CURE International boasts three main areas of focus: medical healing, spiritual healing, and the training up of national healers. The first two areas are highlighted in our mission statement to heal the sick and proclaim the kingdom of God. They’re mentioned repeatedly in how we talk about what we do. Training tends to get much less play time, but not because it’s unimportant or doesn’t happen. Training is simply less visibly and emotionally exciting than seeing a kid take her very first steps or hearing about a family coming to faith in Christ.
While training may be harder to illustrate, it is a necessary corner in our triangle of focus. To sustainably heal the sick and proclaim the kingdom around the world, we need to be continually investing in the skills and qualifications of our local staff. We are a network of hospitals and programs that span 29 countries, each with its own culture and worldview. It is a constant battle for our foreign staff to interpret the subtle cultural nuances that come naturally to our local staff. The future of CURE’s ability to heal the sick and proclaim the kingdom in these countries rests in the hands of our local staff. It is for this reason that training is of such great importance to us.
So, with great pleasure, we here at CURE Niger would like to take a moment and boast about one of our own, Saleye, who has recently returned as a fully-trained and qualified Assistant Physical Therapist. Saleye was sent out nine months ago to attend a physical therapy center in Burkina Faso. CURE Niger paid her salary and tuition these nine months and we are thrilled she has rejoined our family!
Saleye started out working for a local orthopedic organization as a Clubfoot Coordinator. She was tasked with making the clubfoot braces worn by children after going through the non-invasive ponsetti casting procedure. This is the same procedure used at CURE Niger. Saleye worked closely with the organization’s physical therapists and, over time, began to assist them as part of her regular duties.
Unfortunately, the organization she worked for folded several years ago. So, Saleye made the natural transition to CURE Niger. Saleye spent several years serving the children of Niger as an assistant to our physical therapist. She lovingly assisted in the constant cajoling and comforting of children that goes on in our physical therapy room. She worked under the supervision of our physical therapist and was slowly learning the “dos” and “don’ts” of physical therapy.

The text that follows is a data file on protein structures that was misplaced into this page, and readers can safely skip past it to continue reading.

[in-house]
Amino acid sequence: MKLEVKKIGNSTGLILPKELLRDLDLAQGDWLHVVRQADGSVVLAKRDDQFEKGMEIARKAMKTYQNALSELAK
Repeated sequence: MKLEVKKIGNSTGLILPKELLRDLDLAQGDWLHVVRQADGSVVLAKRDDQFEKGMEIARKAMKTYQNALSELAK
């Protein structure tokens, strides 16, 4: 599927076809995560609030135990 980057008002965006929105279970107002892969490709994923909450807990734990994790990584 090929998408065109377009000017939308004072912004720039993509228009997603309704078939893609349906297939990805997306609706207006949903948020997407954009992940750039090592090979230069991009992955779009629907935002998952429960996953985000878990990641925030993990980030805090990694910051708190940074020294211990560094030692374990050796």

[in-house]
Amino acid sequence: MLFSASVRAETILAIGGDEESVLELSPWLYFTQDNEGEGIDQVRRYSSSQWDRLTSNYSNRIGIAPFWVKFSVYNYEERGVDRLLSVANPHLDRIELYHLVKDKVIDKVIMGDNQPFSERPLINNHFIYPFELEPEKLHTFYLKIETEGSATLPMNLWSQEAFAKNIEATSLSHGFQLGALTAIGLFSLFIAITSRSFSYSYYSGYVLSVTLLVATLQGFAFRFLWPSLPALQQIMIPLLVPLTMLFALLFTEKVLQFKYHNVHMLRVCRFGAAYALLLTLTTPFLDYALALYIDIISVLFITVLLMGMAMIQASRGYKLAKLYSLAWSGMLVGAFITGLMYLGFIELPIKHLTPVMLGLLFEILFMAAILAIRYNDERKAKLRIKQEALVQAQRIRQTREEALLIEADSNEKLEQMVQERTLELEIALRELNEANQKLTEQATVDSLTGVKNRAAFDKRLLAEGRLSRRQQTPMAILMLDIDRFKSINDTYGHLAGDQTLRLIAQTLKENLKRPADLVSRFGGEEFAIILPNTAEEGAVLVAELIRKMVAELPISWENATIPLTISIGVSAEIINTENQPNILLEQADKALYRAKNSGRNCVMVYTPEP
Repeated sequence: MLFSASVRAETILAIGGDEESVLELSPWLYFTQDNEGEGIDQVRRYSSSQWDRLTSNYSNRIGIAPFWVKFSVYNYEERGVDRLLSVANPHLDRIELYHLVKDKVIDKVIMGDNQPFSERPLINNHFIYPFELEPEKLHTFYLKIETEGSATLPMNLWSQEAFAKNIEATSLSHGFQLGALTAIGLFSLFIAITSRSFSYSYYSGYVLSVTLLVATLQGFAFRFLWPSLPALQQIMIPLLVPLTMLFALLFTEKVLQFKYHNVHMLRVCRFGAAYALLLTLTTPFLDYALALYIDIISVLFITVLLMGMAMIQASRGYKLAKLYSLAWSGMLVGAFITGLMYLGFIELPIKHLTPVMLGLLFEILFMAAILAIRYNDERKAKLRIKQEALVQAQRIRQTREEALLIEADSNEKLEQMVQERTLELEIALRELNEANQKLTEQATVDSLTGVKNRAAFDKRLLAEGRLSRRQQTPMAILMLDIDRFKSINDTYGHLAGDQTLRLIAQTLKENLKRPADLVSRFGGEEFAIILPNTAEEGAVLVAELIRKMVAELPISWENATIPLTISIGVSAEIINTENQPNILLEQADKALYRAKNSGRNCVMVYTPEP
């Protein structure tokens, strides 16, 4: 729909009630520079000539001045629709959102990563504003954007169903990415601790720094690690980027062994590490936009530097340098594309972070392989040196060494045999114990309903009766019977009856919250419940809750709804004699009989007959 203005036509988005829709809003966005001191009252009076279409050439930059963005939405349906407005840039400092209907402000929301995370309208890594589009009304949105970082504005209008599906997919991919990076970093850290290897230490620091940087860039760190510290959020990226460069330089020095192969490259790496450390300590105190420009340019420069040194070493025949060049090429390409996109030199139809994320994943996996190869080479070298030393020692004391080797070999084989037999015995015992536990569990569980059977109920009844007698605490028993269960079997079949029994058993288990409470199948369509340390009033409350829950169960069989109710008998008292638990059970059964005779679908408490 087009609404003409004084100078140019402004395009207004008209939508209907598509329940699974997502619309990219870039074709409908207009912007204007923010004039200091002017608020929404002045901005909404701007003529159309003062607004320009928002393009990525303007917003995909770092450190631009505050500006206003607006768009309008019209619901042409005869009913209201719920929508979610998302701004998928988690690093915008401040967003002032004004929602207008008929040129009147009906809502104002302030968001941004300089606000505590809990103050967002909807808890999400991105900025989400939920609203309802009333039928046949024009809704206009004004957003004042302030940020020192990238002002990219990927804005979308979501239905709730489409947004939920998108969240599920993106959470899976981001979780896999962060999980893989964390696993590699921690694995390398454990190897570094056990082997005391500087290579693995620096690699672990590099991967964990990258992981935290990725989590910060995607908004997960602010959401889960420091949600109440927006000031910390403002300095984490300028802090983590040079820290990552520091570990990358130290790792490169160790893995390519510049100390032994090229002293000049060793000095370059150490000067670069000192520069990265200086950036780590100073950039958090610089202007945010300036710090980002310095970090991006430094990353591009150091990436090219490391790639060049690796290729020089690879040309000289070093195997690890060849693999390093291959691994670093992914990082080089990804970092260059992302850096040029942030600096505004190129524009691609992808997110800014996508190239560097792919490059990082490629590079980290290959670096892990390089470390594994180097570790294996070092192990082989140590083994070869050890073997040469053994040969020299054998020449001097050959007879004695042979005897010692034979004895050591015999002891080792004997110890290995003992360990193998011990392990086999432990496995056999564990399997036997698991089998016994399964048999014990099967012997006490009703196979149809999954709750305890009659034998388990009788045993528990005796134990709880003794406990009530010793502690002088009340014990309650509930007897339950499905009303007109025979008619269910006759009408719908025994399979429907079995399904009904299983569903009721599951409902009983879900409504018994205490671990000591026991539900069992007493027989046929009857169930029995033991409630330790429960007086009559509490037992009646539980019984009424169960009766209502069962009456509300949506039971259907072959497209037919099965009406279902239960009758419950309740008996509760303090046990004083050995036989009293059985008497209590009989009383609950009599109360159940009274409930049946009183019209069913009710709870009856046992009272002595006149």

Several years into her time with us, Saleye was approached by Brian Van Hall (then Executive Director, now Chief Operating Officer) with a simple question. Brian wanted to know how he could help her advance. He told her to think on it, pray on it, and get back to him. Saleye did so and returned to Brian with a request for more training. She was gaining confidence in her skills, but wanted to understand the theory behind what she had been instructed to do.
Saleye’s request was approved, and nine months ago she left us to begin her training. Niger does not have any institutions that can provide the necessary education, so Saleye temporarily moved her life to the neighboring country of Burkina Faso. CURE Niger worked it out to pay both Saleye’s tuition and her salary in order that her family would not suffer a loss of an income for nine months.
Now, Saleye has returned! She has transitioned from Assistant to the Physical Therapist to a full-fledged Assistant Physical Therapist. She is proud of the trust CURE has put in her, and she works with newly-found confidence.
“I would observe before, but now I understand and I can contribute so much more,” she says.
When asked about her feelings regarding the whole process, she says she is “endlessly thankful” and attributes everything back to the seemingly innocuous question asked by Brian. At CURE, we believe investing in training for people such as Saleye. It is not only an investment in our staff, but in the lives of the children we serve and the future of Niger.